The Chaparral C1, introduced at the beginning of 2022, features a carbon composite airframe with a unique cargo pod underneath. Each of these pods needs to be pre-packaged by ground personnel, but Chapparal then picks them up automatically, creating something like a conveyor belt in the sky. The aircraft picks up, drops, and then picks up the next pod all on its own. It can also fit inside a standard shipping container or in an aircraft so that it can be used for global deployment.
By combining electrical propulsion with conventional turbines, Chaparral can also ensure greater range compared to purely electric eVTOLs. This allows it to transport up to 500 lb (226 kg) over 300 miles (482 km).
The San Francisco-based Elroy Air designed and developed this unique concept. In just one year, it claimed to have secured $2 billion worth of orders for 900 units.
One of the customers was Bristow, who announced it would be buying 100 Chaparral aircraft last summer. Bristow is a great example of how the traditional vertical flight industry is slowly embracing the new-generation eVTOLs. The Texan company is planning to add 455 eVTOLs to its fleet from various manufacturers, such as Beta Technologies, Vertical Aerospace, and Lilium.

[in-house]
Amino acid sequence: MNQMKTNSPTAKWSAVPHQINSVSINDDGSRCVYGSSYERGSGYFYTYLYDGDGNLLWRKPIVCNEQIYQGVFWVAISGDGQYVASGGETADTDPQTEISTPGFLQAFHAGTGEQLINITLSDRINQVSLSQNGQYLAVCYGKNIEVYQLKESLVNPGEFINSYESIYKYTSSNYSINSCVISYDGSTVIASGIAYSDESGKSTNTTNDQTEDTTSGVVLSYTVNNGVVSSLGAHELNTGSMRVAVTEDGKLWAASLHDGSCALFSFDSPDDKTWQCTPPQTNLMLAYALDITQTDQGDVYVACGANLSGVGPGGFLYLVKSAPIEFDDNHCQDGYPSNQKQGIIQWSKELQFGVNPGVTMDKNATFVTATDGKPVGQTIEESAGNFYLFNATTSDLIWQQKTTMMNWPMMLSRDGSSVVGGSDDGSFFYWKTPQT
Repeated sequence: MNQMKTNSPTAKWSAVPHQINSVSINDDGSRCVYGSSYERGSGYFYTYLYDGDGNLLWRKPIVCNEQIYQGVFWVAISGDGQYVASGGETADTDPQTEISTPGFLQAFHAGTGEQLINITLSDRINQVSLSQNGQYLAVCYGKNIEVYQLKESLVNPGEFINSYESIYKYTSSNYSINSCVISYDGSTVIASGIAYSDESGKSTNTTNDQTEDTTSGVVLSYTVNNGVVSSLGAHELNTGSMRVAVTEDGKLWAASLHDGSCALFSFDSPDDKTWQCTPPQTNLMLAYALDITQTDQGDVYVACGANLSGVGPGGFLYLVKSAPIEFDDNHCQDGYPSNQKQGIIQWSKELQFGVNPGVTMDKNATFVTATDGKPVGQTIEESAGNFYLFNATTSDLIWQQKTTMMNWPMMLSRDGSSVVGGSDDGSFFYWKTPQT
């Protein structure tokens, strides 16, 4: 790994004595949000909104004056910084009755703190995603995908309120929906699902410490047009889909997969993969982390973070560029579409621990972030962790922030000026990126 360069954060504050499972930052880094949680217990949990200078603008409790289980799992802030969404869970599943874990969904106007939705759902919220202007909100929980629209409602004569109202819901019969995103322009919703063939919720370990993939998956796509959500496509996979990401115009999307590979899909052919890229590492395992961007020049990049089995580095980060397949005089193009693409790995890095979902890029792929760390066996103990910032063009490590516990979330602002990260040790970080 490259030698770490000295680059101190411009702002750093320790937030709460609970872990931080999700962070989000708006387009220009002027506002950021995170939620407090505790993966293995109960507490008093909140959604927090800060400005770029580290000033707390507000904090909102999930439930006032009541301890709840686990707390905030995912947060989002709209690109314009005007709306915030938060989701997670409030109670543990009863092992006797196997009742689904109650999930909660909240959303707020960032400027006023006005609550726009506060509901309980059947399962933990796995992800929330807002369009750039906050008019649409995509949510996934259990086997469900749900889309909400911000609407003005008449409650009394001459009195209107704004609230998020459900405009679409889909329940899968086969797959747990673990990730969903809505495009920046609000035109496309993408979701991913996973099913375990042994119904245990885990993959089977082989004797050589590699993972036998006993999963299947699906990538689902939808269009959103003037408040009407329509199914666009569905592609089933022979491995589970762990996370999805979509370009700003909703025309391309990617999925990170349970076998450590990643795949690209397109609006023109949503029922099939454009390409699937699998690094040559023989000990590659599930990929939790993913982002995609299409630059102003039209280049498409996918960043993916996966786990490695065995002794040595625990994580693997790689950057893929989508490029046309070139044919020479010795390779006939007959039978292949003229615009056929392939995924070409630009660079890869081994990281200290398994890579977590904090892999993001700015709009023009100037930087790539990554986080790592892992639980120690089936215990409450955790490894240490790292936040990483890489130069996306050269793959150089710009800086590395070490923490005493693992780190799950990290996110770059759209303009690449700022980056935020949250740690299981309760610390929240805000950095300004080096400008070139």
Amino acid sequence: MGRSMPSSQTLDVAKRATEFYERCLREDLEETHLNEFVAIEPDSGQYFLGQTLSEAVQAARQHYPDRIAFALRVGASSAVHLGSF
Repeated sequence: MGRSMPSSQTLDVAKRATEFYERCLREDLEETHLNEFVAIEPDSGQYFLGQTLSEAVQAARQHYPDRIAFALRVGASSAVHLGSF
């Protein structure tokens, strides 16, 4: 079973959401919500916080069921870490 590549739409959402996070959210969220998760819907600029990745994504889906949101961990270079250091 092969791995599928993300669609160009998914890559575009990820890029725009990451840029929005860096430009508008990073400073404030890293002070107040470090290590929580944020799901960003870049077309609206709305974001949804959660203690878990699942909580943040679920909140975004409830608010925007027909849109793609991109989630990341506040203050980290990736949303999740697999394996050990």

The Californian Chaparral will primarily be used for quickly transporting time-sensitive cargo across multiple sectors, from standard logistics to health and energy. The 100 cargo eVTOLs won't be limited to the Texas area but operate internationally. Bristow has reserved early delivery slots, so the first five Chaparral aircraft should be arriving in Texas soon.
In the meantime, Elroy Air is operating a flight test facility at the Byron Airport in California for full-scale testing.
Bristow isn't leaving helicopters behind. In order to make conventional rotorcraft operations greener, it started using SAF (sustainable aviation fuel). In 2021, a Bristow-operated S92 helicopter carried out one of the first SAF-powered flights in the UK Continental Shelf (UKCS). It was considered a milestone in the offshore energy industry worldwide. One year later, Bristow and bp kicked off regular flights to offshore installations powered by blended SAF, and the Texan company committed to using this alternative fuel for several of its operations.
By fueling its standard helicopters with blended SAF and renewing its fleet with innovative eVTOLs, Bristow is showing us what the future of air logistics could look like.